Can We Control Him?

Several months ago, the leader of a preacher search committee called me regarding a friend who had applied for their pulpit position. After a series of very good questions, he began asking a lot of questions that pertained to control.

It seemed the church recently had a minister/elder blowup. The church subsequently circled the wagons and now felt the last thing they wanted/needed was more “problems.” Here was the question he asked me about my friend:

“Can we control him?”

Hmmmm…

I asked him what he meant. As we talked, it seemed what he was really asking was, “Will he ultimately submit to the elders without incident, and resign likewise if it comes to it? Is he willing to allow the elders to “call the shots,” and disagree only modestly and briefly–as to avoid conflict? All of that seemed to be embedded in the question, “Can we control him?”

My response was, “I certainly hope not. Why would you want someone you could control?” His response, “Because we’ve had enough conflict.” I then suggested that by his definition my friend was not controllable. Not because he looks for conflict, but because he is a true preacher. Preachers who are truly called speak the truth no matter what–to whomever it must be spoken. This doesn’t mean they are brash, rude, or the proverbial bull in a china shop. It just means that a completely controllable preacher isn’t really a preacher. They are a spokesperson for the elders. These aren’t mutually exclusive, but they can be.

Being a preacher that is able to articulate effectively leadership’s vision (spokesperson) is a gift. However, simply acting however one must act to avoid disagreement or conflict is not what preaching is about. And, if such a “preacher” existed, would you really want him to occupy the pulpit every Sunday? Who wants to received biblical teaching from someone who is looks to his/her superiors first rather than to God…or worse…gets the two confused?

Churches need not look for the “controllable” preacher. Churches should look for a true preacher–one who knows when it’s time to submit to the group and time to challenge the group. They recognize when God’s Word is consistent with or violated by what is going on, and are willing to risk their “job” for integrity’s sake. They tell the truth as they see it to whomever, whenever, whatever the cost may be. Furthermore, they want to serve God in churches hungry to be what God has called them to be, not avoid conflict or wield control.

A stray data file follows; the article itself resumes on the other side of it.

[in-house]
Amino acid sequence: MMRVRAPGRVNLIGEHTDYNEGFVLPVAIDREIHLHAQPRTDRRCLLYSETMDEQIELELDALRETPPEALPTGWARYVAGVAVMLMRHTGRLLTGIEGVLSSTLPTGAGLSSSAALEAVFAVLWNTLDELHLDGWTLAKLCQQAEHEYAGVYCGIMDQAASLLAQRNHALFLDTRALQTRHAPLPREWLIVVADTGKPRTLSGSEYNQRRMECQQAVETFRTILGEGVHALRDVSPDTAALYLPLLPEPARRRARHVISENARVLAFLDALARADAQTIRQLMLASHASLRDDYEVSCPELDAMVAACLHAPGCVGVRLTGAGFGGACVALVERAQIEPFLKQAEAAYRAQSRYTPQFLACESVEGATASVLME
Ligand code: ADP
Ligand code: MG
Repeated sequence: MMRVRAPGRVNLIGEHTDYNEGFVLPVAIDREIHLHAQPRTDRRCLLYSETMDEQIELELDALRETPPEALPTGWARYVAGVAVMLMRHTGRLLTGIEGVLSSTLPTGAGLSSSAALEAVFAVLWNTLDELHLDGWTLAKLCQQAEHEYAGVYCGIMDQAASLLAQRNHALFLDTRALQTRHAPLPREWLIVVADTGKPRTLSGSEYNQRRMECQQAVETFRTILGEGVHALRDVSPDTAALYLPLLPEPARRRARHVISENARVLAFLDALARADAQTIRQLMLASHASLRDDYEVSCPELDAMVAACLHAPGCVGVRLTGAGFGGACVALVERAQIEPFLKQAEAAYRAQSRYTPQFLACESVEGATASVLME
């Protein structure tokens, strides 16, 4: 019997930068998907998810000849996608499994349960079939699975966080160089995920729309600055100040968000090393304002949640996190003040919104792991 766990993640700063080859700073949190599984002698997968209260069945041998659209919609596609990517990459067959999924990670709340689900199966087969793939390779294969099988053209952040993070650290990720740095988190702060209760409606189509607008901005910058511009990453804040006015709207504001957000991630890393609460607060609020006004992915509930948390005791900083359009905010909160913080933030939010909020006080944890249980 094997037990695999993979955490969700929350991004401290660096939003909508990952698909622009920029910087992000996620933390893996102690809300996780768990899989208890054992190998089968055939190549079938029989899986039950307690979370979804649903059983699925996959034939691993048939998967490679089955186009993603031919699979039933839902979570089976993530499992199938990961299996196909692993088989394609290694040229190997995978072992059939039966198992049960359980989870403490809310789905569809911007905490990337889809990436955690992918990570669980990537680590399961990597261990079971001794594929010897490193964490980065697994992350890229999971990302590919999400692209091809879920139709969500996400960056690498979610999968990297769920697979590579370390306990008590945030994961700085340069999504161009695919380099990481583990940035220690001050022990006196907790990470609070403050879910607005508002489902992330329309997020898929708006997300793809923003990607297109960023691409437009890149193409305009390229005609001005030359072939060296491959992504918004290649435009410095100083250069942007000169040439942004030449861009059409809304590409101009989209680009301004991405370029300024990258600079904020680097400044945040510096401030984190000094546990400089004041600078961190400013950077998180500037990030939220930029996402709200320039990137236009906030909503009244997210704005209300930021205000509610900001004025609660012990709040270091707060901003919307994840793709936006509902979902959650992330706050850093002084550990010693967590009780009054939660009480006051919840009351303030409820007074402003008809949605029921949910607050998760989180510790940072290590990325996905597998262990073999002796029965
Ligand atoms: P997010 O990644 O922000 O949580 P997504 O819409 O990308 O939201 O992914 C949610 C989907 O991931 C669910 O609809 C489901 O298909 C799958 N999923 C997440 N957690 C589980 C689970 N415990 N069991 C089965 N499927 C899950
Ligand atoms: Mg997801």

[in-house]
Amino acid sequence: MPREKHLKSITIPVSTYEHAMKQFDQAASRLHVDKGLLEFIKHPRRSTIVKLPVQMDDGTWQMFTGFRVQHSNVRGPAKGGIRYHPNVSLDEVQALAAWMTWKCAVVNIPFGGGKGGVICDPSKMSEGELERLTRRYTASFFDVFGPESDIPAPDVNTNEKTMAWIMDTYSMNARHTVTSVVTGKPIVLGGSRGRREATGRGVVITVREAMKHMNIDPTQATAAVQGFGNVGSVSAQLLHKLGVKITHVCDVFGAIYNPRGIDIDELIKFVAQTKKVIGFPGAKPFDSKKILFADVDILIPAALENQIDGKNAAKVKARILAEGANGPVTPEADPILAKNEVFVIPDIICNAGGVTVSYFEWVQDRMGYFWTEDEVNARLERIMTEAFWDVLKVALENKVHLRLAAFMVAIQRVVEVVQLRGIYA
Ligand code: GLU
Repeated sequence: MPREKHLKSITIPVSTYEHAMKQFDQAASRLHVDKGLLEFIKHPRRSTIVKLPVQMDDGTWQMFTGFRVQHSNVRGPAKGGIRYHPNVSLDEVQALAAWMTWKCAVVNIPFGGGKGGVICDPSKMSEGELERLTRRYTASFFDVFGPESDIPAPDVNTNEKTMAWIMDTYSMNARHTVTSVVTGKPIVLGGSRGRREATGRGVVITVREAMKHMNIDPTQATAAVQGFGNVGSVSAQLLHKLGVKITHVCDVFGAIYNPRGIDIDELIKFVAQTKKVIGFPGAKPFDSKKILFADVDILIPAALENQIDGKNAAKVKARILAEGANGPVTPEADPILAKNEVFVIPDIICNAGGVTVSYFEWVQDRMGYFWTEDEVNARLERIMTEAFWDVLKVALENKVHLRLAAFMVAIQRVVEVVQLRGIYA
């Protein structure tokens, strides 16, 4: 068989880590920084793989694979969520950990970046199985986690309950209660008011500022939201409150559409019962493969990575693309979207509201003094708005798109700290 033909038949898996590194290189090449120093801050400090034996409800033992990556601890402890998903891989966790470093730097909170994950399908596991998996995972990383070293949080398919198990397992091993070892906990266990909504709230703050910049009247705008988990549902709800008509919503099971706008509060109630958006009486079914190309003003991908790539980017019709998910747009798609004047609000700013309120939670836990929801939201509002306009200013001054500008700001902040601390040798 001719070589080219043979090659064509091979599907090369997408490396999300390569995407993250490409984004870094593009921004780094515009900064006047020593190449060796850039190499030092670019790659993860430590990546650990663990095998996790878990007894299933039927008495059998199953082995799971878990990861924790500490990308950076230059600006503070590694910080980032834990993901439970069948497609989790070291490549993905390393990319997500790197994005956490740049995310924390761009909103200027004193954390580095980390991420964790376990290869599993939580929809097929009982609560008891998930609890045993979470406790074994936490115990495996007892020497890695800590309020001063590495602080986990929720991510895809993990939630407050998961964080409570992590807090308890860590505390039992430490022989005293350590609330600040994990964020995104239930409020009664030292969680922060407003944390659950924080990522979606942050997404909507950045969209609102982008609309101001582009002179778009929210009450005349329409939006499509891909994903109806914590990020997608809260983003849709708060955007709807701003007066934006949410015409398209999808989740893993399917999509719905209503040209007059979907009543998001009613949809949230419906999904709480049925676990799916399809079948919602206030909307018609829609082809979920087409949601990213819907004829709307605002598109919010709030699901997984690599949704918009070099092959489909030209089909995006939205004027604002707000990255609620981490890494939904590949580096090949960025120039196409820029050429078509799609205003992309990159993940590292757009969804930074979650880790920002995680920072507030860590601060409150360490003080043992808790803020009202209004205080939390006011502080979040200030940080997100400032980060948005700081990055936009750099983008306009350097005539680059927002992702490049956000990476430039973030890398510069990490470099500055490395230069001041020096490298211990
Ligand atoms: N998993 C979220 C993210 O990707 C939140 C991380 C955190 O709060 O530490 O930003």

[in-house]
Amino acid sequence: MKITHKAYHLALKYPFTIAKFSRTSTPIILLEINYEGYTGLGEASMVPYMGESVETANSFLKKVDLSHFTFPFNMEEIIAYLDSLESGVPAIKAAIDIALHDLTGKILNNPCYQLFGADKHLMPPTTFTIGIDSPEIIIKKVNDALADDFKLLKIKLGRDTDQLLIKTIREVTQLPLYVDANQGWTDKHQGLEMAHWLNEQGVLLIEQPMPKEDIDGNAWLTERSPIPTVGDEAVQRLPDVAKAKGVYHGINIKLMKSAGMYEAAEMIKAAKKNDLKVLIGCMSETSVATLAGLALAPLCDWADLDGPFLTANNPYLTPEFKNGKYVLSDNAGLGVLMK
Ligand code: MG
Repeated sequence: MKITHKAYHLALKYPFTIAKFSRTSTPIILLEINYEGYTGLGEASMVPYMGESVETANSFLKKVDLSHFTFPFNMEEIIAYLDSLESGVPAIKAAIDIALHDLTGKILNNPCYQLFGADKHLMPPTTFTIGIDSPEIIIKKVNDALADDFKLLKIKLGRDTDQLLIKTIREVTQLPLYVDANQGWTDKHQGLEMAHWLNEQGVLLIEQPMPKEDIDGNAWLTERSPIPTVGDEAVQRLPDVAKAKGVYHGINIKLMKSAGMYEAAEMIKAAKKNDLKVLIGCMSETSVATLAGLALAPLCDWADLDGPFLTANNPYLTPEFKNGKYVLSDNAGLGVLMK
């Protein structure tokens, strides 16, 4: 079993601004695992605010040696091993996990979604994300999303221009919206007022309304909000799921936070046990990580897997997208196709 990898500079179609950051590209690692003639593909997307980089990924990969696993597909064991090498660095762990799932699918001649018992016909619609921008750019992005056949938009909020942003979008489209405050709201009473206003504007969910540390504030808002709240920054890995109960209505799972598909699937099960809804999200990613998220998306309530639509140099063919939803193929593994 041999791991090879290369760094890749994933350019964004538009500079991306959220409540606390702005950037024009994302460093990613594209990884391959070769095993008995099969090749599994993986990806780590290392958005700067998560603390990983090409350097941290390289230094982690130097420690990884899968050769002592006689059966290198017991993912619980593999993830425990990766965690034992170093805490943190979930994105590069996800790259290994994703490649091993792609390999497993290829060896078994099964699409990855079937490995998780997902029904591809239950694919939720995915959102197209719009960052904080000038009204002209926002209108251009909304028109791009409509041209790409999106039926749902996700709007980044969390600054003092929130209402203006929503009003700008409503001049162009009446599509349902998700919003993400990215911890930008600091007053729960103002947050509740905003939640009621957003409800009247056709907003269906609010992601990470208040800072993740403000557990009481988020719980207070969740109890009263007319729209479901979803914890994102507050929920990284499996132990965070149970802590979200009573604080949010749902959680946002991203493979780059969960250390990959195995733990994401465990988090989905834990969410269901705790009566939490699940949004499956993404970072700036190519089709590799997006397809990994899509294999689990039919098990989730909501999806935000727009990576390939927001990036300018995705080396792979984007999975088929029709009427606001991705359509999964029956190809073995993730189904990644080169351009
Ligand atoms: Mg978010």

What is worse than conflict? Control with no accountability–or desire to hear the prophetic voice. Leadership without access to the prophetic voice when necessary sets itself up for moral and/or strategic failure. This failure will be born of pride, a commitment to listening within the confines of it’s own echo chamber and a desire to avoid conflict no matter what.

To be fair, some preachers believe themselves to be prophets when they are simply rude, immature, or judgmental. However, one of the worst things a church could do for it’s long-term spiritual health is bring in a “controllable” preacher. We would do better to humble ourselves and hone our ability to handle conflict in a healthy manner than to aspire to the lowest common denominator of leadership.

Do you think the church described above is unusual? How can churches synthesize a desire for peace and a desire to leave room to be challenged?

Dr. Tim Spivey is Lead Planter of New Vintage Church in San Diego, California. He is the author of numerous articles and one book, "Jesus: The Powerful Servant." A sought after speaker for events, Tim also serves as Adjunct Professor of Religion at Pepperdine University. Tim serves as a church consultant, and his writings are featured on ChurchLeaders.com, Church Executive magazine, Faith Village, Sermon Central, and Giving Rocket.

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